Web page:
3 Ways You Might Be Able to Fight a Big Rent Increase, According to an Expert

published May 6, 2022
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Brownstone Rowhouse Residences in Brooklyn
Credit: Joselito Briones

You open up your inbox and see a note from your landlord with a dreaded subject line: Rent increase. With a pit in your stomach, you click in to read that your landlord is demanding a much higher monthly rate — one that could make your apartment or home nearly impossible to afford.

Rent prices are increasing across the country, so it should come as no surprise that more and more landlords are hiking the rent for their existing tenants, too. But is there anything you can do in this situation? Are there any convincing arguments you can make to get your landlord to change her mind (or, at the very least, not raise the rent by quite so much)? Or are you forced to make big changes, such as finding additional roommates or moving out entirely?

I wanted to find out, so I asked Andrew Chen, an attorney licensed in California, New York, and Hawaii who doubles as a multifamily real estate investor. 

For starters, he says rents are on the rise for two big reasons: inflation (which is affecting everything from gas to groceries) and people returning to cities after fleeing during the height of the pandemic. You can also thank a dwindling supply of housing options and increasing mortgage rates, which are making it more expensive for renters to buy their own place. 

The good news is that rent increases typically happen at the end of a lease, so you’re unlikely to be blindsided by your landlord in the middle of your year-long term, Chen says. That said, if you are month-to-month at your current place, a rent increase can happen anytime, provided your landlord gives you proper notice, so you’re in more of a vulnerable position. 

No matter your leasing situation, if you find yourself facing a big rent increase, here are some steps you can take to mitigate or, at the very least, postpone the strain on your wallet.

Research rent control or stabilization rules.

Depending on where you live, your city, county, or state may have rules around rent control or rent stabilization. Poke around online or contact your local government staffers to ask if such rules exist in your area and, if so, what they say.

“That will be the most effective tool you have for avoiding very large rent increases, because rent control laws limit the amount your landlord can legally increase your rent each year,” says Chen, who also runs the personal finance site Hack Your Wealth

Take advantage of ongoing pandemic relief.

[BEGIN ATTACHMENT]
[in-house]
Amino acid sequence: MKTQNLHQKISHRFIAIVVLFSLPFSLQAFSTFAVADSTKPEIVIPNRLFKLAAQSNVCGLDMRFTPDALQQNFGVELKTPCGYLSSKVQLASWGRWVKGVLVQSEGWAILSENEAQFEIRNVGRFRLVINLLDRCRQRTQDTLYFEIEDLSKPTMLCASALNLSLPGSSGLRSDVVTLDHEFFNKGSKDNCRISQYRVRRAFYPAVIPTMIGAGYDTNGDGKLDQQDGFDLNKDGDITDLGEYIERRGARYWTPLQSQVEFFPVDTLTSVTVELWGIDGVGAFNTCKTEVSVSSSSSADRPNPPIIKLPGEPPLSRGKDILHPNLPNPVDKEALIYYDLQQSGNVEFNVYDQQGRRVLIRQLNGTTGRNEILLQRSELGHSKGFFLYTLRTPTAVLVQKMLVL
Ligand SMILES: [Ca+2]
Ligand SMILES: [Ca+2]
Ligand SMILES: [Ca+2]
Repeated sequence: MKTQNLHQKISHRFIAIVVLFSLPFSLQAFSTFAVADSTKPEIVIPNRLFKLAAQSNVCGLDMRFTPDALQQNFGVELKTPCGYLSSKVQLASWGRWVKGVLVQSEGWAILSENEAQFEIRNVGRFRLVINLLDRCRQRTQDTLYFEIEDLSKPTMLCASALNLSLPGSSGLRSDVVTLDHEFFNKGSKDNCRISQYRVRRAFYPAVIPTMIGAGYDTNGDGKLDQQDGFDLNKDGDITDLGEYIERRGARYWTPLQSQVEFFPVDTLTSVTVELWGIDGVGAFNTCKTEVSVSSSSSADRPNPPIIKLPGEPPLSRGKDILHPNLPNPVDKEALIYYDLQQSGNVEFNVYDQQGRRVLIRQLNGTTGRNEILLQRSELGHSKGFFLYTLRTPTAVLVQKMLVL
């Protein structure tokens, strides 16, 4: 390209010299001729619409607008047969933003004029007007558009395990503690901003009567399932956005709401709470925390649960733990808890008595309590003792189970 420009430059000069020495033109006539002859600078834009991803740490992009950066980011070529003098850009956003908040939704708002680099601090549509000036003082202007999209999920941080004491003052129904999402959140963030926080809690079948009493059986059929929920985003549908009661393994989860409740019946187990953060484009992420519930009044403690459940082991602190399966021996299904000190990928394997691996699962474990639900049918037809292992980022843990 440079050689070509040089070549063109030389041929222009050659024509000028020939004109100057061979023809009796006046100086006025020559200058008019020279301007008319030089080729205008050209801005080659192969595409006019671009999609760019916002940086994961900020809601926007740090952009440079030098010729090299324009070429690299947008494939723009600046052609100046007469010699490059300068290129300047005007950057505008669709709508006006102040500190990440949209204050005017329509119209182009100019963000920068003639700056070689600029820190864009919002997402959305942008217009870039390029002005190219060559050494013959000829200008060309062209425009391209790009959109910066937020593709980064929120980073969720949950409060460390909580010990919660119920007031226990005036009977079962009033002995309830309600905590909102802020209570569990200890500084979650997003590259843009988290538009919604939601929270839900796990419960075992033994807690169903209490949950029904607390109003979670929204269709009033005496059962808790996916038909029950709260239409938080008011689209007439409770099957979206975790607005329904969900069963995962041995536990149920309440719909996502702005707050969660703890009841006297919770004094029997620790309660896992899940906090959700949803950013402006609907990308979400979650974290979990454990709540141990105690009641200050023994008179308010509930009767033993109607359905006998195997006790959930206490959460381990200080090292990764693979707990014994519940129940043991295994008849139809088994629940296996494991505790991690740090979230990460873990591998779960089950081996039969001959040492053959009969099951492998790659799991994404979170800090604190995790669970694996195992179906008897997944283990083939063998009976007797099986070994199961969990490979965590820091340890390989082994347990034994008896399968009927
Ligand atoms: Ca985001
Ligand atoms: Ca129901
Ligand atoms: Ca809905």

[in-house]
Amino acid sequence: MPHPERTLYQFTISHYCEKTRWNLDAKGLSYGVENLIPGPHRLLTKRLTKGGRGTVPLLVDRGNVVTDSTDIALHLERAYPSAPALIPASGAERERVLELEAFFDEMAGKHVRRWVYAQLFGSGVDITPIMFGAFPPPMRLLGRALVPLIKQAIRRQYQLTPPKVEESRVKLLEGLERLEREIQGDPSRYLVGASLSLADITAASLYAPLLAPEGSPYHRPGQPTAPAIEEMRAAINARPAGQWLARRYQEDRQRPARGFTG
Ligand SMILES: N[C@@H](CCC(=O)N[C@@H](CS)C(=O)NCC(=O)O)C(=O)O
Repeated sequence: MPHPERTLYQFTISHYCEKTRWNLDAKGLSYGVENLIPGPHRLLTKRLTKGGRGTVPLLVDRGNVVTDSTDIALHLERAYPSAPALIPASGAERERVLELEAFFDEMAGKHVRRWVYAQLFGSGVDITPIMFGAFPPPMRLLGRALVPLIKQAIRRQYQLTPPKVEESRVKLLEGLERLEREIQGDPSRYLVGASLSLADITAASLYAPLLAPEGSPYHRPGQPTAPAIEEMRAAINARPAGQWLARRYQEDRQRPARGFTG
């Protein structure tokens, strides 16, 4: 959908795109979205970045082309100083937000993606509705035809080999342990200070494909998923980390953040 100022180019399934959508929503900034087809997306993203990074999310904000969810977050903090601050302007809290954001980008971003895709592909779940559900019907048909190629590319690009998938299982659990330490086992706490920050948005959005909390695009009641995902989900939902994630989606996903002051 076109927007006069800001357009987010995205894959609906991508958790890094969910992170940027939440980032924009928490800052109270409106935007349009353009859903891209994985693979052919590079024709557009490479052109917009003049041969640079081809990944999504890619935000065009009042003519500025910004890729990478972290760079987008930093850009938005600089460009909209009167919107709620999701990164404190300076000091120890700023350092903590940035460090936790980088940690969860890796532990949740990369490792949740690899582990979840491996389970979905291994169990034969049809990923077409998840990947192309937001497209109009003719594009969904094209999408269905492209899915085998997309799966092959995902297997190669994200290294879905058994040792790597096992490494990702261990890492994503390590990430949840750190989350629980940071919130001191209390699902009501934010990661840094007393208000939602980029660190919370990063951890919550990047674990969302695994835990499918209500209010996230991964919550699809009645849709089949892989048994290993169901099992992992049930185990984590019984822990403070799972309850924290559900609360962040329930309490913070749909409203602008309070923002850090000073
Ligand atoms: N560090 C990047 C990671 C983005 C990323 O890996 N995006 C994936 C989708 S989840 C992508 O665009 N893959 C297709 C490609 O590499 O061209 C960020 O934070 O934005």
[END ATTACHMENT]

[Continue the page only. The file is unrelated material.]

Also worth checking into: Whether your city or county is still offering rent protection and eviction freezes because of the coronavirus pandemic. It may be a long shot (many of these temporary rules ended earlier this year), but it’s worth spending a few minutes looking into nevertheless. Talk to your local government about rent protections that are still in effect (and, even if they’ve ended, ask if they can direct you toward some other local or regional resources instead).

“This won’t prevent a rent increase forever, but it could delay one, thereby giving you more time to plan your next steps,” Chen says.

The U.S. Department of Housing and Urban Development (HUD), as well as the Consumer Finance Protection Bureau (CPB), both have some great resources for tenants and homeowners who are being affected by the ongoing pandemic.

Negotiate directly.

When these options fail, you’ll need to go straight to the source: Your landlord.

You may not be able to persuade him to never raise your rent a cent, but you may get him to reduce the amount of the increase or postpone the start date, Chen says.

Make your case by talking up how good a tenant you are. You keep the apartment spotless, you’ve never missed a payment, and you always follow the complex’s rules. Maybe you’ve even referred a few of your friends to the landlord for other properties, thus helping him out in a business sense.

“Assuming you are a tidy, quiet, low-maintenance tenant who always pays your rent on time, your landlord will likely want to retain you as a tenant,” Chen says. “If this is true, you can emphasize these qualities to your landlord to see if they are willing to soften the amount of a rent increase or at least delay it. All landlords want to retain good tenants because it is expensive to turn a unit and get it ready for rent again when a tenant moves out.”

Another option: Offer up some labor or skills that would otherwise cost him money.

“Think about whether you can add some value back to the landlord,” Chen says. “Does your landlord need the bushes trimmed, parking or pet rules enforced in the building, or on-site repairs coordinated for tenants? If there are skills you can trade in this regard for lower rent, then it could be a win-win situation for both of you.”

The bottom line? Keep your expectations realistic.

Though these are all good options for dodging a sky-high rent increase, at least for right now, prepare yourself for the day when your rent will inevitably go up. Make a budget, if you don’t have one already, and start doing some research into more affordable rentals, roommate setups, or even cheaper regions.

“Don’t expect your landlord to continuously subsidize a rent discount forever,” Chen says. “After all, they have bills to pay, too, so they’re unlikely to let the rent fall drastically below market levels no matter how good the tenant is.”